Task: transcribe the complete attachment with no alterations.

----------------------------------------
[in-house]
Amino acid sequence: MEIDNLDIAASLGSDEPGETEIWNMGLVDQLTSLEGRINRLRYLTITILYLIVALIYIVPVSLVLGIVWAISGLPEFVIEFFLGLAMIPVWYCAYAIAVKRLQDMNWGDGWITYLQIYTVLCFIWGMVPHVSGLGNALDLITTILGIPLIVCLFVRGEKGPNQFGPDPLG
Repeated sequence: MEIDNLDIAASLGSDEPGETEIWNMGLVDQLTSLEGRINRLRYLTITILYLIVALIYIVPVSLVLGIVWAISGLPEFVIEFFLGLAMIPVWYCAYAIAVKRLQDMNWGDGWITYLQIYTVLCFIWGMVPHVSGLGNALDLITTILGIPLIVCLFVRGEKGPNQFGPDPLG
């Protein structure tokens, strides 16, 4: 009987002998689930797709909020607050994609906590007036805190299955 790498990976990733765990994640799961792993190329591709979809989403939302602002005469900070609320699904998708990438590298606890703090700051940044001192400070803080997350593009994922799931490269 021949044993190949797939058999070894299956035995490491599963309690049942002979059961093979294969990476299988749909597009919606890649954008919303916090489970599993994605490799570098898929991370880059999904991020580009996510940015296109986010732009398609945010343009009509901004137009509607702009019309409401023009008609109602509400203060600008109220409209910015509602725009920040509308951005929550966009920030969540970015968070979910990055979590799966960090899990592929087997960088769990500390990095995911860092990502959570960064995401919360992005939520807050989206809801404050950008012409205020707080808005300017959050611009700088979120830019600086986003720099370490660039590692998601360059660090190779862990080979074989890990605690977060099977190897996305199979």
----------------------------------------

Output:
[in-house]
Amino acid sequence: MEIDNLDIAASLGSDEPGETEIWNMGLVDQLTSLEGRINRLRYLTITILYLIVALIYIVPVSLVLGIVWAISGLPEFVIEFFLGLAMIPVWYCAYAIAVKRLQDMNWGDGWITYLQIYTVLCFIWGMVPHVSGLGNALDLITTILGIPLIVCLFVRGEKGPNQFGPDPLG
Repeated sequence: MEIDNLDIAASLGSDEPGETEIWNMGLVDQLTSLEGRINRLRYLTITILYLIVALIYIVPVSLVLGIVWAISGLPEFVIEFFLGLAMIPVWYCAYAIAVKRLQDMNWGDGWITYLQIYTVLCFIWGMVPHVSGLGNALDLITTILGIPLIVCLFVRGEKGPNQFGPDPLG
């Protein structure tokens, strides 16, 4: 009987002998689930797709909020607050994609906590007036805190299955 790498990976990733765990994640799961792993190329591709979809989403939302602002005469900070609320699904998708990438590298606890703090700051940044001192400070803080997350593009994922799931490269 021949044993190949797939058999070894299956035995490491599963309690049942002979059961093979294969990476299988749909597009919606890649954008919303916090489970599993994605490799570098898929991370880059999904991020580009996510940015296109986010732009398609945010343009009509901004137009509607702009019309409401023009008609109602509400203060600008109220409209910015509602725009920040509308951005929550966009920030969540970015968070979910990055979590799966960090899990592929087997960088769990500390990095995911860092990502959570960064995401919360992005939520807050989206809801404050950008012409205020707080808005300017959050611009700088979120830019600086986003720099370490660039590692998601360059660090190779862990080979074989890990605690977060099977190897996305199979």